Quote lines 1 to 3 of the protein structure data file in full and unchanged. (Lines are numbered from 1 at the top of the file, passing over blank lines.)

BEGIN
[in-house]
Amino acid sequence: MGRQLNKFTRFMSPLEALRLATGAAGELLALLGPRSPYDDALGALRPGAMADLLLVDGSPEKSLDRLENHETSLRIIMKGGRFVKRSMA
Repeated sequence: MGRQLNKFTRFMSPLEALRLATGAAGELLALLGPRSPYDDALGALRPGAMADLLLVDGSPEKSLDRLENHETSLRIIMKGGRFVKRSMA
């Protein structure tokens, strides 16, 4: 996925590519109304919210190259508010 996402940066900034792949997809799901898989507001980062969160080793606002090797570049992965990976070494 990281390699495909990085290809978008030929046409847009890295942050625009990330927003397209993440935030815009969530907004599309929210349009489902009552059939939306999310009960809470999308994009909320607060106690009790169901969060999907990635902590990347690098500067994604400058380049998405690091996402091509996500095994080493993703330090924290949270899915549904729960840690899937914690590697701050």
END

[in-house]
Amino acid sequence: MGRQLNKFTRFMSPLEALRLATGAAGELLALLGPRSPYDDALGALRPGAMADLLLVDGSPEKSLDRLENHETSLRIIMKGGRFVKRSMA
Repeated sequence: MGRQLNKFTRFMSPLEALRLATGAAGELLALLGPRSPYDDALGALRPGAMADLLLVDGSPEKSLDRLENHETSLRIIMKGGRFVKRSMA